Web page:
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Stunt driving footage… Hollywood scenes…
How Fisk tires allow safe stopping at shorter distances.
Story: James Prindle III. Director: Jean Yarbrough. Photography: William Snyder. Sound: J.S. Westmoreland. Art Director: Edward C. Jewell. Film Editor: James Newcom. Cast: Fisk Safti-Flight – – -, Rush Hughes (Mike), Terry Walker (Jerry), Russell Hicks (Fisk Official).
Originally a public domain film from the Library of Congress Prelinger Archives, slightly cropped to remove uneven edges, with the aspect ratio corrected, and one-pass brightness-contrast-color correction & mild video noise reduction applied.
The soundtrack was also processed with volume normalization, noise reduction, clipping reduction, and/or equalization (the resulting sound, though not perfect, is far less noisy than the original).
The Fisk Tire Company was an American tire company. It was a major force in the US tire industry from the 1910s to early 30s.
In 1898, the Spaulding and Pepper Co was sold to Noyes W. Fisk and renamed the Fisk Rubber Co. It employed more than 600 people in 1910 and more than 3,000 during World War I (with a weekly payroll averaging $48,000). By 1917, the company employed 4,500 people with a $70,000 payroll. The company was headquartered in Chicopee Falls, Massachusetts.
In the 1920s, Fisk also had plants in New Bedford, Massachusetts, Jewett City, Connecticut, Pawtucket, Rhode Island. In the 1920s, there were Fisk Retail Stores in 40 states; and the Chicopee plant turned out 5,000 tires a day.
The company experienced a gradual decline in market share, forced down into the category of a medium-sized firm. It was an industry leader but was in receivership from 1931 to 1933; the receivers overseeing the company cut the prices of tires in January 1933 as part of an overall market discounting trend. The company rejected a quota system in the market proposed by the Retail Rubber Tire (RRT) authority under the National Recovery Administration (NRA) and also was against a system of price differentials by the RRT, as they feared it would let the larger tire companies control the retail price of every tire manufactured in the USA.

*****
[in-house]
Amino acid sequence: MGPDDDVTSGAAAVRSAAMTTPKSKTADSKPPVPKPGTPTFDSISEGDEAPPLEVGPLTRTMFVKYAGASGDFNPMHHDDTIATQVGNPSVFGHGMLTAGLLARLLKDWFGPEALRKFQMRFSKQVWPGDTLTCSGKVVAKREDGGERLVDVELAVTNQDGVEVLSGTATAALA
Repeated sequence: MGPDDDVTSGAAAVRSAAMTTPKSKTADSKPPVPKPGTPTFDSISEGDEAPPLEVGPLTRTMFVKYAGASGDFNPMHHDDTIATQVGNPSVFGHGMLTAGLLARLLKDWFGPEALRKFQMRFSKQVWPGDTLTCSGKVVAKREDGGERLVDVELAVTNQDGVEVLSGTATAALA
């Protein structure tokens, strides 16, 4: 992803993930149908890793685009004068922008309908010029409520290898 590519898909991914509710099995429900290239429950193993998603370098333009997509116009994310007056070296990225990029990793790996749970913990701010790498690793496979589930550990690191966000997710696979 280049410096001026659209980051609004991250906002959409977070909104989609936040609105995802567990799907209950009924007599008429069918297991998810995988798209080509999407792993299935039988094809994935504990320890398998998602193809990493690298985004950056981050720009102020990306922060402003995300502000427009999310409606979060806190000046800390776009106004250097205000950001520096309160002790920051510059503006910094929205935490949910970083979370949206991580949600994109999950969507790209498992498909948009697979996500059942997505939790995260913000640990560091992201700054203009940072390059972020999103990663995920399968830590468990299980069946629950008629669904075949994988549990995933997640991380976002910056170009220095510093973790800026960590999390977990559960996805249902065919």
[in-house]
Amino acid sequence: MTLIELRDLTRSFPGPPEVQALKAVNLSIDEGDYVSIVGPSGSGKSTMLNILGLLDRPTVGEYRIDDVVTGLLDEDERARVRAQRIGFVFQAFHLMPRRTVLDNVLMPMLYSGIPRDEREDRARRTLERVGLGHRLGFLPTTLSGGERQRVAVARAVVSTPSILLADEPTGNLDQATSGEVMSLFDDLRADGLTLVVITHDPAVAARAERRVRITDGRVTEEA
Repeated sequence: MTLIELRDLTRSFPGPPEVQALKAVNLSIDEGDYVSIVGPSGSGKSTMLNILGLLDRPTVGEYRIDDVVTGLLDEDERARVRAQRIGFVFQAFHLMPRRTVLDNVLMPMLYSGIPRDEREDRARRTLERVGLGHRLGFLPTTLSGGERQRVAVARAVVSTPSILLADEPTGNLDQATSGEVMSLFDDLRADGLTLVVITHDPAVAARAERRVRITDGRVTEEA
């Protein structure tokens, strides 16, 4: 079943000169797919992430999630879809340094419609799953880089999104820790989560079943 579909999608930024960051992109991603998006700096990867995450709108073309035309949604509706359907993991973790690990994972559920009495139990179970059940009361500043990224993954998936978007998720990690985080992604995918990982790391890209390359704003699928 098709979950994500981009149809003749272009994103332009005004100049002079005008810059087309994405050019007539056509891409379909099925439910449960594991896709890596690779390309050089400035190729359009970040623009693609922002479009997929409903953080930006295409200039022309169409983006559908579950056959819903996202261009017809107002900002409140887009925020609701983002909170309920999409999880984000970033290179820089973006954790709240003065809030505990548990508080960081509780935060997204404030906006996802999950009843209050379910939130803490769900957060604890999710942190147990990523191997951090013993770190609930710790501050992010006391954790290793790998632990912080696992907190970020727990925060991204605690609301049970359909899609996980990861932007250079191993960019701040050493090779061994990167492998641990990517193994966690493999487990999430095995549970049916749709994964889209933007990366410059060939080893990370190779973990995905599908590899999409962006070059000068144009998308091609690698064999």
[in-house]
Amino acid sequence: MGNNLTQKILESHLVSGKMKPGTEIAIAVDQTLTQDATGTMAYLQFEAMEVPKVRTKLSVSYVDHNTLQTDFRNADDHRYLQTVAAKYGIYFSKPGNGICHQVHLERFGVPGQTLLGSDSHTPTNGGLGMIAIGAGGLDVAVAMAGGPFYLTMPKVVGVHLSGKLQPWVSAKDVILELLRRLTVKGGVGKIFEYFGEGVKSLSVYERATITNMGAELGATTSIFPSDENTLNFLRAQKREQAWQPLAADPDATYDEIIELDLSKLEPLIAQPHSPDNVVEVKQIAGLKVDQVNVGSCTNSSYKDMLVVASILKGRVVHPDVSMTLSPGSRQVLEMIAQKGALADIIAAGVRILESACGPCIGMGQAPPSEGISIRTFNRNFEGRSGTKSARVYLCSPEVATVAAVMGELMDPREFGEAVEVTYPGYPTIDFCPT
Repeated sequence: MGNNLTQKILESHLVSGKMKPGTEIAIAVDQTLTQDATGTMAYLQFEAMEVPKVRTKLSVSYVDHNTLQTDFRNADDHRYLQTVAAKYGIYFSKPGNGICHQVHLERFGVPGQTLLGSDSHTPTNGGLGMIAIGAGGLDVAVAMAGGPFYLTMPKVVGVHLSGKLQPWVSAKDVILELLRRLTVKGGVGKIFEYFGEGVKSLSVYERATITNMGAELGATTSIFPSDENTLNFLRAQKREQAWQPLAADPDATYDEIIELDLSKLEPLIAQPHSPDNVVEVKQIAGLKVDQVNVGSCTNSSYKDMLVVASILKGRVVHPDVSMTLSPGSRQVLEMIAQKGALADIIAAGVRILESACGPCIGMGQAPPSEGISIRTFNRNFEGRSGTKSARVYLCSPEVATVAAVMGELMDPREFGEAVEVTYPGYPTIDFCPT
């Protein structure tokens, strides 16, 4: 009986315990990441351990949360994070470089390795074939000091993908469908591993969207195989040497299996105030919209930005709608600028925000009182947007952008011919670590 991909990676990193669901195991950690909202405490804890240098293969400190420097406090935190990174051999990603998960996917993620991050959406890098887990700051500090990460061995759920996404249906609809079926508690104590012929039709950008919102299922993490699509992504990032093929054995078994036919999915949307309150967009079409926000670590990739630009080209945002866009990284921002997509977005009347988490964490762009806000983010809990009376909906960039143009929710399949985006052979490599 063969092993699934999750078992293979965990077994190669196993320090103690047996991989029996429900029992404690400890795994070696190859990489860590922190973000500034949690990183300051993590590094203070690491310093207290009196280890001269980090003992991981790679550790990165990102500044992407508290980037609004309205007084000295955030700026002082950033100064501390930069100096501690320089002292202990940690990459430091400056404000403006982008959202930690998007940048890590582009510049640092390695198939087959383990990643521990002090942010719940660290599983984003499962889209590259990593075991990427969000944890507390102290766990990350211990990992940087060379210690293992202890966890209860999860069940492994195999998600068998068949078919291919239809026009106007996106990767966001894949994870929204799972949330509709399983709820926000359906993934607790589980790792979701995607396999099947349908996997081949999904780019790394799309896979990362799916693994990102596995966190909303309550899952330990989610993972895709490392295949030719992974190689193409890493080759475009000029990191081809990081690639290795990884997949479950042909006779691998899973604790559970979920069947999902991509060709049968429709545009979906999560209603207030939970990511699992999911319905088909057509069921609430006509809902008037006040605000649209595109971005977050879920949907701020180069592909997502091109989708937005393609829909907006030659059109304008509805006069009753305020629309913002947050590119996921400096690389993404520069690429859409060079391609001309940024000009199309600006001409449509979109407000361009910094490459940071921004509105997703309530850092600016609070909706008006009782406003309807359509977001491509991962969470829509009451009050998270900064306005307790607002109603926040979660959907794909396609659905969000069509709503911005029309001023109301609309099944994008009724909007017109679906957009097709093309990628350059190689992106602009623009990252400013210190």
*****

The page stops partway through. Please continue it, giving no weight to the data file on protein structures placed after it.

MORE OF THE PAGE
Fisk was forced out of the market by “competition and systematic price discrimination”, and the company’s demise was accelerated by the du Pont family’s taking an interest in the United States Rubber Company (which also controlled General Motors), in the OEM tire market. The domination of the replacement tire market (among, for example, bus and taxi companies) by the four leading tire manufacturers was at the expense of Fisk and other medium-sized firms while reducing profit margins for all.
The company had 121 retail tire stores in 1930, but only three by 1934. The firm was unable to sustain its stores; during the Great Depression, the company discontinued two-thirds of its dealerships by excluding those with less than $200 in annual sales.
Fisk had two subsidiary companies that supplied lower-cost tires, the Badger Rubber Works and the Federal Rubber Company. The Fisk enterprise, as a whole, was acquired by United States Rubber (later Uniroyal) in 1940. After having been dormant since the 1960s, the Fisk brand was revived by Discount Tire in 1996 under an agreement with Michelin, which had purchased Uniroyal in 1990…
The company was known for its “Time to Re-Tire” tagline, featuring a young, pajama-clad boy with his right arm encircling a tire and his left hand holding a candle. The boy was designed in 1907 by Burr Giffin, an agency art director who was still awake early one morning at 3 o’clock. The next day, he presented his sketch to his manager, who liked it so much that it was made into a poster for the Fisk Company. The original painting was sent to the Metropolitan Museum of Art for restoration after the US Rubber Company acquired Fisk. Note: the stated time and year is a generalization, since the youthful character first appeared in print in 1910.